Environmental managers need to understand the factors that control community composition at different spatial and temporal scales to formulate appropriate guidelines for
management. To this end, community assemblage rules explain how species are “packed” in a community and how community composition is related to the niche and traits
of species. Early theories gave special attention to the role of competition and predation in structuring biotic communities. More recent biogeographical treatments emphasize
the regional “top-down” control of unsaturated local communities, as portrayed in the influential “unified neutral theory of biodiversity and biogeography”
proposed by Stephen Hubbell, where community assemblage patterns emerge from the interplay of ecologically identical species.
Collaboration between the C·I·B and researchers from the Czech Republic has resulted in an important contribution to understanding how communities are structured.
They utilized a unique dataset on the distribution of more than 2000 vascular plant species in 300 nature reserves in the Czech Republic. These species were divided into natives,
archaeophytes and neophytes according to their residence time in central Europe. Native vascular plants colonized the region after the last glaciation. Archaeophytes are species
introduced to Europe through human activity between the initiation of agricultural activities during the Neolithic period (ca. BC 4000) and the European exploration of the Americas
(ca. AD 1500). Neophytes are species introduced to Europe after AD 1500. This extraordinary data set offered the opportunity to amplify the signals of structural changes in regional
assemblages that are often weak or unidentifiable in studies conducted over a short period.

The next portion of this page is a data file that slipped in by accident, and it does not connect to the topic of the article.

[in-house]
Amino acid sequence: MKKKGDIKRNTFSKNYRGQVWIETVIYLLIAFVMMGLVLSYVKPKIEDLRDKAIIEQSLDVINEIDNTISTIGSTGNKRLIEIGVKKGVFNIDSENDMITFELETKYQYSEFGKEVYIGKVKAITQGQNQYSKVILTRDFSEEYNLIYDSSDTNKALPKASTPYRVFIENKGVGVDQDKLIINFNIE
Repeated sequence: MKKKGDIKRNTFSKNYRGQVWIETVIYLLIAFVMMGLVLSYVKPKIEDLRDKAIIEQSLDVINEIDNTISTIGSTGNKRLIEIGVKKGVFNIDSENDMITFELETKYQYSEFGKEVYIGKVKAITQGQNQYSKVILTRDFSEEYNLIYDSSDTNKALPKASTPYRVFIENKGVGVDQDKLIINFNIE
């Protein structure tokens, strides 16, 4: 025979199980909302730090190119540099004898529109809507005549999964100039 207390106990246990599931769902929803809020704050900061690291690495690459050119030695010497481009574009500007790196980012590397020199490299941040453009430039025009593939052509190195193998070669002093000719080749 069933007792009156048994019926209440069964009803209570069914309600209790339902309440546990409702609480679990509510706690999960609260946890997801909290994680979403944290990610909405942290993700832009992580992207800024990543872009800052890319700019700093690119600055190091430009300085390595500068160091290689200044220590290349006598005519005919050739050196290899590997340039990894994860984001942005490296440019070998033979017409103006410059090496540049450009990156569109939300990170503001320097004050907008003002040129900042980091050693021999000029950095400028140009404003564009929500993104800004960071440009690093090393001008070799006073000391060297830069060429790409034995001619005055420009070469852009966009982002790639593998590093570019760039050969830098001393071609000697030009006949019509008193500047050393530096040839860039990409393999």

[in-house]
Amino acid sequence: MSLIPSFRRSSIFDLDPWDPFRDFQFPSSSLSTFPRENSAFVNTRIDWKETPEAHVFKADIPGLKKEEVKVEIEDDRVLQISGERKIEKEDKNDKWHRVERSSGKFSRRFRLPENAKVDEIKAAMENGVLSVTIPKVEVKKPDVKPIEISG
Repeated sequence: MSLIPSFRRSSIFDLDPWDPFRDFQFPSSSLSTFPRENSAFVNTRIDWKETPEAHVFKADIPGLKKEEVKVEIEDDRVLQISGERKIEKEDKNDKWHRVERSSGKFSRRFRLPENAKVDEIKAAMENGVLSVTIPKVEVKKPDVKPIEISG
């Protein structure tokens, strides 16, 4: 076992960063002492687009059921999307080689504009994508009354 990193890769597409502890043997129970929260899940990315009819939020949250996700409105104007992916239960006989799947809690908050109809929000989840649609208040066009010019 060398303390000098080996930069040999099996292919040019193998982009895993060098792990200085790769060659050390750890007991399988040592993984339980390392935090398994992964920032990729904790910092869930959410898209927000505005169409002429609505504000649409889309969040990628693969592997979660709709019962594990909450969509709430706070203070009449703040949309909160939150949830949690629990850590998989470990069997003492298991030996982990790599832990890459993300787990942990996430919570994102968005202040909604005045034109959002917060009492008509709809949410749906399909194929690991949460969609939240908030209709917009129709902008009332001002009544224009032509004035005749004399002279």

A network illustration of neophytes (colours indicate modules) and reserves (black dots).
The group built a co-distribution network for each assemblage in terms of species overlaps and turnovers and used a network analytic approach to identify highly connected nodes.
Specifically, given a network with nodes connected by edges, this approach partitions nodes into non-overlapping clusters so that the number of within-cluster connections relative
to random expectation is maximized; that is, similar nodes are likely connected in a network. From this network analysis, they identified four to six network clusters for each
By comparing these network clusters in terms of species composition, phylogenetic structure and habitat characteristics, they tested the following two hypotheses on how biological
invasions affect assemblage structures and how a community assemblage evolves.
First, native species should show stronger signals of matching between their habitat requirements and the characteristics of inhabited sites, indicating a “lock-and-key”
relationship. In other words, species and sites in older assemblages are expected to belong to distinct functional clusters, with species matching the habitat within the cluster. In
contrast, more recent introductions should have a poorer match as many species are initially randomly introduced to sub-optimal clusters of sites. This they named the
settling-down hypothesis of diminishing effect of stochasticity with residence time.
Species in “neutral” communities are, by definition, considered ecologically identical, and thus species composition, evolutionary divergence and habitat
characteristics of different clusters, if present, should be the result of purely stochastic factors. In contrast, species in niche-based assemblages have different functional